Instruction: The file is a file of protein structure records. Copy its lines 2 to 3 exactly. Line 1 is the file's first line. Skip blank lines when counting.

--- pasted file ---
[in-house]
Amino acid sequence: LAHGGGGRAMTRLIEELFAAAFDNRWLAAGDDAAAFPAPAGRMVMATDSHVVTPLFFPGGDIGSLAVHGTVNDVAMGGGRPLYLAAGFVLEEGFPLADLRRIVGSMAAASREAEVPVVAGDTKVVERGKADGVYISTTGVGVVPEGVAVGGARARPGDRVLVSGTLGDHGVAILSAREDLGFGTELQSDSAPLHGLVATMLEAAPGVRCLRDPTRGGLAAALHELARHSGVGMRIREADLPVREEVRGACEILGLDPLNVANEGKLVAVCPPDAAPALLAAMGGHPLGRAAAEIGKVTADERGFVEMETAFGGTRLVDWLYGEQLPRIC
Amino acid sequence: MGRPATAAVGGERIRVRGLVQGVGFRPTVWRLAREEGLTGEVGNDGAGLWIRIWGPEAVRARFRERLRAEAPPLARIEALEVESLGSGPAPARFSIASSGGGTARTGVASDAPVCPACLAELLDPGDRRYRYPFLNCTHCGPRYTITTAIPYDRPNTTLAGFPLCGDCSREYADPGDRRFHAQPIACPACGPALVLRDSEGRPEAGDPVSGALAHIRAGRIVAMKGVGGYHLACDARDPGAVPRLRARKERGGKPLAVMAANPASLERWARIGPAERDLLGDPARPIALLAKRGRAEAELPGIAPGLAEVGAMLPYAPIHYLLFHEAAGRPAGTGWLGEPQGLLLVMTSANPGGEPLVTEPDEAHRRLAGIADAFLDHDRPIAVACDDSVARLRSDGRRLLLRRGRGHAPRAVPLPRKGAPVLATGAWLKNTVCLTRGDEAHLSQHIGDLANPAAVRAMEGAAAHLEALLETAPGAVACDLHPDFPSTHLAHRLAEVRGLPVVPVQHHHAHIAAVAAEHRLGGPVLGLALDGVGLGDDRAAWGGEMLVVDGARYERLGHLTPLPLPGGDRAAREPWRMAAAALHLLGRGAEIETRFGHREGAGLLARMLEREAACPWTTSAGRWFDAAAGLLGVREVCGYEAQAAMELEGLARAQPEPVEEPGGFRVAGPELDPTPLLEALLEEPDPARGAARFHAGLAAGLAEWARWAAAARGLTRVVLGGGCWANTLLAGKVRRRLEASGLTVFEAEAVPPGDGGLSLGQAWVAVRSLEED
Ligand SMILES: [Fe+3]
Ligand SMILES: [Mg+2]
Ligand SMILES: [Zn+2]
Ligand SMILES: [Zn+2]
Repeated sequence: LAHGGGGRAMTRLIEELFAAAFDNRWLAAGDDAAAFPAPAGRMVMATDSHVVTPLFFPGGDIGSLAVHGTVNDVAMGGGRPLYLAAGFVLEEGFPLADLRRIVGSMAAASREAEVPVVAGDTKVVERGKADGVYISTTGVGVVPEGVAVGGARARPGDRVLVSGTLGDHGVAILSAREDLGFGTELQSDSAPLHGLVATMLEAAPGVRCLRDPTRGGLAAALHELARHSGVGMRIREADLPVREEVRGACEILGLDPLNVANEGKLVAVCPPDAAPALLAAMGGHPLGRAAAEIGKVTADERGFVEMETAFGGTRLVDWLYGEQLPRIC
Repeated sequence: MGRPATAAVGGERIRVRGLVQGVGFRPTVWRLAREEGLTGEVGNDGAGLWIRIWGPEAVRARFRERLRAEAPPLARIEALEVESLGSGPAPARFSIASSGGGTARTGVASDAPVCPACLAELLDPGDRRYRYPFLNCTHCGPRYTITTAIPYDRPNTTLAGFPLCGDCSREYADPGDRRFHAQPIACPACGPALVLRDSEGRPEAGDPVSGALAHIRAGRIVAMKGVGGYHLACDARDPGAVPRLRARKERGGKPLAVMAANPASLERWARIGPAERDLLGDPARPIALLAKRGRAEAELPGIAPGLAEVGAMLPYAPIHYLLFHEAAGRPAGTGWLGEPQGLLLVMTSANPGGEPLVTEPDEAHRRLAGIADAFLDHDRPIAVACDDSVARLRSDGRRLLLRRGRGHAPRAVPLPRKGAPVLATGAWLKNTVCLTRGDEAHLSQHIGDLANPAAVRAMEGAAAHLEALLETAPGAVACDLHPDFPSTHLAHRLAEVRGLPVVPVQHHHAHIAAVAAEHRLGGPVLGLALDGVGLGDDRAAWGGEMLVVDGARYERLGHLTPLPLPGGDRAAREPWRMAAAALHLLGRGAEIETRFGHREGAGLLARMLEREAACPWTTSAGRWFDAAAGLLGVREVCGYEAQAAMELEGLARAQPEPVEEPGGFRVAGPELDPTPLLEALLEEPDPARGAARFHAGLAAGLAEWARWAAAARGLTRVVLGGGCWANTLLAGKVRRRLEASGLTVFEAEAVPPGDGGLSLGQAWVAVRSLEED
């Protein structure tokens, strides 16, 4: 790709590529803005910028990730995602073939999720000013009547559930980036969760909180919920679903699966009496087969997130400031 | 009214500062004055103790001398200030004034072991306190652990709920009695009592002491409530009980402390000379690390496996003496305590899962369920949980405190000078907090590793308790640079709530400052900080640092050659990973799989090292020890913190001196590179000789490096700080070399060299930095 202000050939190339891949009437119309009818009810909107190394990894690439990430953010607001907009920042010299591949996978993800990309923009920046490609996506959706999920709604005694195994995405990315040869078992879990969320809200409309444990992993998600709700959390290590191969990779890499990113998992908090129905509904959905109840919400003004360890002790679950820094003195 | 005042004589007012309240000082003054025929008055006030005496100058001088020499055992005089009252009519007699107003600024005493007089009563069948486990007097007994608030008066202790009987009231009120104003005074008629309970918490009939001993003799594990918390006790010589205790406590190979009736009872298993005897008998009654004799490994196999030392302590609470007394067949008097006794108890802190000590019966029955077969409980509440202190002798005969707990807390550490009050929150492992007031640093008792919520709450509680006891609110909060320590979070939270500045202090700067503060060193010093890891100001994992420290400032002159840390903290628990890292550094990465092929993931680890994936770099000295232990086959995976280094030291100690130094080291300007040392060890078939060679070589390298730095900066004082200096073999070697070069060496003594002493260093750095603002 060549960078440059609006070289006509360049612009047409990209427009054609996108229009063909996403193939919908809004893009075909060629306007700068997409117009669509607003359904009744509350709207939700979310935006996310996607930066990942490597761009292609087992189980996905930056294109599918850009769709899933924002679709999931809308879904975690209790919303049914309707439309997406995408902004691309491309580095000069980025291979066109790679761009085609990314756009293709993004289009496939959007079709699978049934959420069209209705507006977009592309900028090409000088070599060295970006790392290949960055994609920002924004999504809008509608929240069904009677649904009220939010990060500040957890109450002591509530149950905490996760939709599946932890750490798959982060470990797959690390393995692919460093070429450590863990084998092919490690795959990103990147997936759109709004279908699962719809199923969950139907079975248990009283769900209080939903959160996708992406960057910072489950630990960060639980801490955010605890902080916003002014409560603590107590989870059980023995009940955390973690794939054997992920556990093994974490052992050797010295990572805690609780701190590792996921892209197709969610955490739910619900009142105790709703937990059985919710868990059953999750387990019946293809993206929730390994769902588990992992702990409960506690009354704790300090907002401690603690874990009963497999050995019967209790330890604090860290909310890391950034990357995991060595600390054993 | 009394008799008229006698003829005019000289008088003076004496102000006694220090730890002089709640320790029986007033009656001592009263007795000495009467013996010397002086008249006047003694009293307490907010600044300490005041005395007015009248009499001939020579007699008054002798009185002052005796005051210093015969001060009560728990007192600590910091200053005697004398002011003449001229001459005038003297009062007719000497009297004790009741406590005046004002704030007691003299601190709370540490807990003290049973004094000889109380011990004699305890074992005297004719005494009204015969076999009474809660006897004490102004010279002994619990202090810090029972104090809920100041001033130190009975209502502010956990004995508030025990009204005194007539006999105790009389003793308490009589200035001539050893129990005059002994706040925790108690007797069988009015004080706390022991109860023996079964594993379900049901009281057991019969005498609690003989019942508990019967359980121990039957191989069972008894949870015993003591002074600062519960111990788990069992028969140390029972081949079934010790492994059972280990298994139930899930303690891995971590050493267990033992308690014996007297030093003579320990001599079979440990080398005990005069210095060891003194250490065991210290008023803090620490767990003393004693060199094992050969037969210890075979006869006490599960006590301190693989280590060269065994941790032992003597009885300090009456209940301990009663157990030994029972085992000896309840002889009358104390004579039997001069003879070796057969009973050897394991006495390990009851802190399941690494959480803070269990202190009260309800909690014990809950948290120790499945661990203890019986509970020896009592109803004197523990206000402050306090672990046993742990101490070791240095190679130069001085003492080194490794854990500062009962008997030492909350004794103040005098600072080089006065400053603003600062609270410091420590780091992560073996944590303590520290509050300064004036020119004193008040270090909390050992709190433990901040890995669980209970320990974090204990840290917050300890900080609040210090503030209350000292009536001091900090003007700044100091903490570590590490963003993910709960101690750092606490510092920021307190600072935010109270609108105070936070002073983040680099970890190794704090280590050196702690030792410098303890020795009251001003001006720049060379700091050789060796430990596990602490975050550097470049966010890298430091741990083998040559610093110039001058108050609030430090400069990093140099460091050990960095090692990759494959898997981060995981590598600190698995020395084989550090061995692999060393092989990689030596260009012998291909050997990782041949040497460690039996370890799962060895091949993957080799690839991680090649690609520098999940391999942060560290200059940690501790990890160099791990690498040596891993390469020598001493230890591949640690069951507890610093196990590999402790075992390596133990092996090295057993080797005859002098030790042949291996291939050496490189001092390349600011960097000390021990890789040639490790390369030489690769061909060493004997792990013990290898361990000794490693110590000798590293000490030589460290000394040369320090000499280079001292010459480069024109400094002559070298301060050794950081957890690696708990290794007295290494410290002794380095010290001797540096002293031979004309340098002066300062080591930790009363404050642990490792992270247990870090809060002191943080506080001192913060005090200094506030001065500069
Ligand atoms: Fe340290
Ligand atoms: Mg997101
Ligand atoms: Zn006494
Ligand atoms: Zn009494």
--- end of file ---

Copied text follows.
Amino acid sequence: LAHGGGGRAMTRLIEELFAAAFDNRWLAAGDDAAAFPAPAGRMVMATDSHVVTPLFFPGGDIGSLAVHGTVNDVAMGGGRPLYLAAGFVLEEGFPLADLRRIVGSMAAASREAEVPVVAGDTKVVERGKADGVYISTTGVGVVPEGVAVGGARARPGDRVLVSGTLGDHGVAILSAREDLGFGTELQSDSAPLHGLVATMLEAAPGVRCLRDPTRGGLAAALHELARHSGVGMRIREADLPVREEVRGACEILGLDPLNVANEGKLVAVCPPDAAPALLAAMGGHPLGRAAAEIGKVTADERGFVEMETAFGGTRLVDWLYGEQLPRIC
Amino acid sequence: MGRPATAAVGGERIRVRGLVQGVGFRPTVWRLAREEGLTGEVGNDGAGLWIRIWGPEAVRARFRERLRAEAPPLARIEALEVESLGSGPAPARFSIASSGGGTARTGVASDAPVCPACLAELLDPGDRRYRYPFLNCTHCGPRYTITTAIPYDRPNTTLAGFPLCGDCSREYADPGDRRFHAQPIACPACGPALVLRDSEGRPEAGDPVSGALAHIRAGRIVAMKGVGGYHLACDARDPGAVPRLRARKERGGKPLAVMAANPASLERWARIGPAERDLLGDPARPIALLAKRGRAEAELPGIAPGLAEVGAMLPYAPIHYLLFHEAAGRPAGTGWLGEPQGLLLVMTSANPGGEPLVTEPDEAHRRLAGIADAFLDHDRPIAVACDDSVARLRSDGRRLLLRRGRGHAPRAVPLPRKGAPVLATGAWLKNTVCLTRGDEAHLSQHIGDLANPAAVRAMEGAAAHLEALLETAPGAVACDLHPDFPSTHLAHRLAEVRGLPVVPVQHHHAHIAAVAAEHRLGGPVLGLALDGVGLGDDRAAWGGEMLVVDGARYERLGHLTPLPLPGGDRAAREPWRMAAAALHLLGRGAEIETRFGHREGAGLLARMLEREAACPWTTSAGRWFDAAAGLLGVREVCGYEAQAAMELEGLARAQPEPVEEPGGFRVAGPELDPTPLLEALLEEPDPARGAARFHAGLAAGLAEWARWAAAARGLTRVVLGGGCWANTLLAGKVRRRLEASGLTVFEAEAVPPGDGGLSLGQAWVAVRSLEED